Creating The “Courage” Album: A Tribute To Our Brave Firefighters
On the afternoon of October 4, 2011, and literally a few hundred feet from my home and studio, the opportunity unfolded. The sound, sight, even smell of commotion was right outside my door; an apartment house nearby was on fire. I grabbed two camera bodies, one with a wide zoom on a full-frame camera and my 70-200mm on my 1.3 crop factor body, and ran out the door to see what was going on.
Arriving just behind the first of ultimately dozens of firefighters afforded me the chance to get some close-ups of their faces, expressions, and overall concern with the gravity of the situation. An elderly woman had already been rescued by a passerby. I quickly realized that the photos to be taken at this increasingly tense scene were absolutely not of the building and the fire; the more meaningful photographs were of the people risking their lives to put the fire out…the firefighters.
Despite the fast-paced and tense nature of what was in front of me, I found an ability to make photographs that would show the work of the firefighters in quite a different light. Not encumbered with the usual “rules” of photojournalism, I was able to move freely and adjust my perspectives to see things in a way that showed what those fighting the fire were facing. This became especially evident to me in the photograph of the men on the roof cutting a ventilation hole, with intense heat, smoke, and flames inches beneath the surface.
I did not limit all of my photographs to close-ups of the firefighters with my long lens; I used the wide lens on several occasions to capture overall views of the scene. The dark mood of the incident was exacerbated by the now-falling drizzle and dark gray skies. At all times I kept back and out of the way of those fighting the fire.
After about 40 minutes of image-making, and as the firefighters gained hold on the situation, I returned to my studio and downloaded the images. Using Adobe Lightroom, I made some basic adjustments and also converted several of the “deeper” images to black and white using the Photoshop plug-in filter Nik Silver Efex Pro.
I created some JPEGs and posted them to the Facebook page of two local television stations. Almost immediately, the families of the firefighters were commenting that the photographs were the best (in a sense of being “powerful”) that they had ever seen taken during such an incident. Later that evening, news outlets were reporting, sadly, that the fire had claimed a victim. It turns out that the man, in the desperation of a failed relationship, set his own apartment on fire.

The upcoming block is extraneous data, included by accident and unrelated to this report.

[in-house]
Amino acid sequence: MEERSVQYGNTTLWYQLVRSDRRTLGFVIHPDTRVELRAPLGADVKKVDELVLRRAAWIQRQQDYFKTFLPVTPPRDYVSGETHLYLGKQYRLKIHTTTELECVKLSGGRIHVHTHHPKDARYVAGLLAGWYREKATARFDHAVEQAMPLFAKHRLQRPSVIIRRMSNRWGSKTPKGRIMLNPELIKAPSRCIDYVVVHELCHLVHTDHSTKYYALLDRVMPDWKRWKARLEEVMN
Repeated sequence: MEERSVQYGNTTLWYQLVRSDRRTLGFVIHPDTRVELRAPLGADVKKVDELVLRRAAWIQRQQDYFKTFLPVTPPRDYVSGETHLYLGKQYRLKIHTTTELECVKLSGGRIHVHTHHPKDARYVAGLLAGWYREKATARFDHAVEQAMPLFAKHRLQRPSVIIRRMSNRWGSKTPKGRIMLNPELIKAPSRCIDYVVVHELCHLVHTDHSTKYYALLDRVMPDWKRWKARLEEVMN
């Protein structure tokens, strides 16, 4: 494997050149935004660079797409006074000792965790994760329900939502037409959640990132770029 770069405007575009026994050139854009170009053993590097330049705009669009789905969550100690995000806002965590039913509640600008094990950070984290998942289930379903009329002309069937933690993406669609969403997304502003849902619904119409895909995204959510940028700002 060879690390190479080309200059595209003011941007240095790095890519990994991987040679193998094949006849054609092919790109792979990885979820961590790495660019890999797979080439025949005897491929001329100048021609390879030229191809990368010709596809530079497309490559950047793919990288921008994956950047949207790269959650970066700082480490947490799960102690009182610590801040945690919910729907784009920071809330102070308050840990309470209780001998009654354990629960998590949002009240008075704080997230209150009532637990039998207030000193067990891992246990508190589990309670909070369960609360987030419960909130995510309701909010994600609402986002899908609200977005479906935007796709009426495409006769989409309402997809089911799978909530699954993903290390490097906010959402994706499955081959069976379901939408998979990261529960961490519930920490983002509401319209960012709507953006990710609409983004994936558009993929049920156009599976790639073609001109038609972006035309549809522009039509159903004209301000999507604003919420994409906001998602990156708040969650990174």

I quickly realized the whole story that I had photographed would be the making of my own person project: pictorial evidence, via an album layout, of what our men and women firefighters face as they serve their communities.
To make the story coherent from start to finish—that is, to depict why the fire occurred in the first place—required the re-creation of several album panels. Using ensuing newspaper accounts of the details of what transpired, with a friend and an empty building I set up a few scene-setters that preceded the fire incident. And, with the help of the local fire department, I obtained images replicating the quiet fire station that cool, gray fall afternoon, interrupted suddenly by firefighters running into the engines and heading out to the scene.
A few months later, I decided that I would enter the project into the Maine Professional Photographers Association album competition; I would not submit my customary wedding client album. Rather, I entered my album of the firefighters of Biddeford and Saco, Maine, that afternoon of October 4, 2011.
It was selected as the 2012 Maine PPA Court of Honor recipient for albums. I was most pleased, not with the award, but with the satisfaction I found in being able to create images and memories for people in a meaningful way that were outside of my usual genre.
Individual Images: www.russellcaronphotography.com/courage_image_samples
Author/Photographer e-mail: firstname.lastname@example.org
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